DFID plans to spend £55 million in 2011-12 on its bilateral aid programme in Zambia, increasing to £63 million in 2014-15. Its programme focuses on three core work streams, namely Governance; Human and Social Development; and Results, Aid Effectiveness and Wealth Creation
Zambia faces many challenges in meeting the Millennium Development Goals:
- Poverty: 39% of Zambians live in extreme poverty
- Hunger: 46% of under-5 children are stunted, 5% acutely malnourished (wasted) and 15% underweight
- Maternal health: An estimated 27% of married women have an unmet need for family planning and unsafe abortion accounts for 30% of maternal death
- Child mortality: 119 children per 1,000 die before their fifth birthday
- Education for all: In 2007 nearly 13,000 girls dropped out of school because of pregnancy
- Water and sanitation: Nearly 2.2 million rural people have no sanitation facility at all
- Private sector development: 67% of the rural population have no access to any financial services, and 58% of the adult population do not save at all.
The Committee has already announced that it will be undertaking an inquiry into tax in developing countries and as part of that inquiry will be using Zambia as a case study. In addition to examining revenue collection in Zambia, the Committee has decided to look at DFID’s programme in Zambia.
The Committee invites submissions on DFID’s programme in Zambia, including assessments of DFID’s priorities and how progress towards the MDGs can be ensured.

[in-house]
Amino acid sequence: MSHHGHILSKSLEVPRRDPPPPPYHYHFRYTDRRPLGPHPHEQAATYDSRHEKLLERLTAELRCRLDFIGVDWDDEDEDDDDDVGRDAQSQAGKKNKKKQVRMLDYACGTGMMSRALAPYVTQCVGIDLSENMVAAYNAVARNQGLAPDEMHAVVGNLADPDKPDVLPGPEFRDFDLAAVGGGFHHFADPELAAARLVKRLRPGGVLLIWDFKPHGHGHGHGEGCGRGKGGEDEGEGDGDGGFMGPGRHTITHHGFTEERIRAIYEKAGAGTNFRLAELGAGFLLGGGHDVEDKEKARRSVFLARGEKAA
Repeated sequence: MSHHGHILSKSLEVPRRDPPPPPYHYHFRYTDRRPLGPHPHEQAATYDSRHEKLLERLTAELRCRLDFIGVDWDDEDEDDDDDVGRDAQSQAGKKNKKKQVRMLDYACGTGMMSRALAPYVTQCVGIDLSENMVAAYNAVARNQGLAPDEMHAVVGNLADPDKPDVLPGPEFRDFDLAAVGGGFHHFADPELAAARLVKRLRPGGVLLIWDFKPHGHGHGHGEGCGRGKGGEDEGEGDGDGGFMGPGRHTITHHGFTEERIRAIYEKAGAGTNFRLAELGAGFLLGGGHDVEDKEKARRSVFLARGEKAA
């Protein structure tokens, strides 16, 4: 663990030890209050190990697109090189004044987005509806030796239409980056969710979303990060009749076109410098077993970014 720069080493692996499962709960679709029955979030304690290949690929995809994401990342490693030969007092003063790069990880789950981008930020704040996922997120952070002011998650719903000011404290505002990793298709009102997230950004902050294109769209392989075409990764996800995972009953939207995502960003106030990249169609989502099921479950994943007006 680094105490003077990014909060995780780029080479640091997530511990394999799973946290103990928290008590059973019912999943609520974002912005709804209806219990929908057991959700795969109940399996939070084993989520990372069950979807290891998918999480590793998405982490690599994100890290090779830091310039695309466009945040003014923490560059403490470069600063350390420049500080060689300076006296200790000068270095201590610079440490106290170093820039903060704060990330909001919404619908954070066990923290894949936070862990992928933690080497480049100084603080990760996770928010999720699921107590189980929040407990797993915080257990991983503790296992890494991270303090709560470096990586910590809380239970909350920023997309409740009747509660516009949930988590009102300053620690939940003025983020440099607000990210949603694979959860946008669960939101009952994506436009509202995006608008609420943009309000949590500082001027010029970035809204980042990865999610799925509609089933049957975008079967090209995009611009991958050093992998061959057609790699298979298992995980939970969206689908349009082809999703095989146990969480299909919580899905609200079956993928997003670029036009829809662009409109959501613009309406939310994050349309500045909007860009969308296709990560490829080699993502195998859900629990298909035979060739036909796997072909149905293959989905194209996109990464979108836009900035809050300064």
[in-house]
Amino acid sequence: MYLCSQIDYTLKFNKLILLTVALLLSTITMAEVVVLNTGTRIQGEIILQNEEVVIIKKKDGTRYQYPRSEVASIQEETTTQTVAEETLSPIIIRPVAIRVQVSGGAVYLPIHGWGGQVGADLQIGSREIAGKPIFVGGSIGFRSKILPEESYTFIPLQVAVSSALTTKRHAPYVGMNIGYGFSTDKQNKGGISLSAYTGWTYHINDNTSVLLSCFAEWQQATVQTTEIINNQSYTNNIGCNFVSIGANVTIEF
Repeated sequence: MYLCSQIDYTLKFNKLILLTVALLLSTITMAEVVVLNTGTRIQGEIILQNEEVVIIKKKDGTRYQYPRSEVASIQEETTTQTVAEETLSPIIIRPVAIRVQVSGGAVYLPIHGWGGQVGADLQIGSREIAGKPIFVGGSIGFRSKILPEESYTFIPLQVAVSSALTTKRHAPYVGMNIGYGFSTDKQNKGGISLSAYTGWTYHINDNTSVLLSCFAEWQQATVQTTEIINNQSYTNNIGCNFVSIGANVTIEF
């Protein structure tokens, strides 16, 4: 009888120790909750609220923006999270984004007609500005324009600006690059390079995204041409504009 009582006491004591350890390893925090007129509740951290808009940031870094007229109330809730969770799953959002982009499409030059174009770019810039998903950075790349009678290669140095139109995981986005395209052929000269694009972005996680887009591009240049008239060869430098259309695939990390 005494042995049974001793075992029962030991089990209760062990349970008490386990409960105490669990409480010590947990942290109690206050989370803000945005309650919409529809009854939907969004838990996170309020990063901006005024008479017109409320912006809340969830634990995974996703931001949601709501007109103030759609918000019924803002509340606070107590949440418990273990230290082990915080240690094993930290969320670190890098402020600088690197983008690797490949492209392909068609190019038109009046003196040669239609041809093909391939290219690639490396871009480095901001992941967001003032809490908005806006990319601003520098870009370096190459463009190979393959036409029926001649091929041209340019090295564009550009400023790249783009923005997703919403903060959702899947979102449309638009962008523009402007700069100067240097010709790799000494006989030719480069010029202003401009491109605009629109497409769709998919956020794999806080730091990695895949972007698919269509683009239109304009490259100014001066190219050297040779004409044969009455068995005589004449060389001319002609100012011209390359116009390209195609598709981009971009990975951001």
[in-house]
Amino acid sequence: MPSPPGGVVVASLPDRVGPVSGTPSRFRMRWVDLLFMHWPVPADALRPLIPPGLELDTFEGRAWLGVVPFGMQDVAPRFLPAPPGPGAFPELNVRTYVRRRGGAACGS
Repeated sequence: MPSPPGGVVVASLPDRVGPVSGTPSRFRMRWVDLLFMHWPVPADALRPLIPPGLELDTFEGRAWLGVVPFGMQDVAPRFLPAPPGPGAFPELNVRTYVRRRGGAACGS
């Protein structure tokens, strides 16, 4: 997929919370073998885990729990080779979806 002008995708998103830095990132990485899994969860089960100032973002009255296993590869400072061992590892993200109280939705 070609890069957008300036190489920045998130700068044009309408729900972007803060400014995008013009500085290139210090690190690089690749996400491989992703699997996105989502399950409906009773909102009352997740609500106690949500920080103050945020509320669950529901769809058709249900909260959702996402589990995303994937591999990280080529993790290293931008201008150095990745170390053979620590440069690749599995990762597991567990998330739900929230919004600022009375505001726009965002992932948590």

The deadline for submitting written evidence is Thursday 23 February 2012.
Written evidence submitted should:
Be no longer that 3000 words in length
- Have numbered paragraphs
- Avoid the use of colour or expensive-to-print material
- Be provided electronically in MS Word or Rich Text format (No PDF’s) by e-mail to email@example.com. If submitted by e-mail or e-mail attachment, a letter should also be sent validating the e-mail. The letterhead should contain your full postal address and contact details
Submissions can also be sent by post to International Development Committee, House of Commons, 7 Millbank, London, SW1P 3JA.
View guidance on giving evidence to Select Committees.
Please also note that:
- material already published elsewhere should not form the basis of a submission, but may be referred to within written evidence, in which case a hard copy of the published work should be included. If a number of published documents are sent to accompany written evidence, these should be listed in the covering email.
- Written evidence submitted must be kept confidential until published by the Committee, unless publication by the person or organisation submitting it is specifically authorised.
- Once submitted, evidence is the property of the Committee. The Committee normally, though not always, chooses to make public the written evidence it receives, by publishing it on the internet (where it will be searchable), by printing it or by making it available through the Parliamentary Record Office. If there is any information you believe to be sensitive you should highlight it and explain what harm you believe would result from its disclosure. The Committee will take this into account in deciding whether to publish or further disclose the evidence.
- It would be helpful, for Data Protection purposes, if individuals wishing to submit written evidence send their contact details separately in a covering letter. You should be aware that there may be circumstances in which the House of Commons will be required to communicate information to third parties on request, in order to comply with its obligations under the Freedom of Information Act 2000.
- Select Committees are unable to investigate individual cases.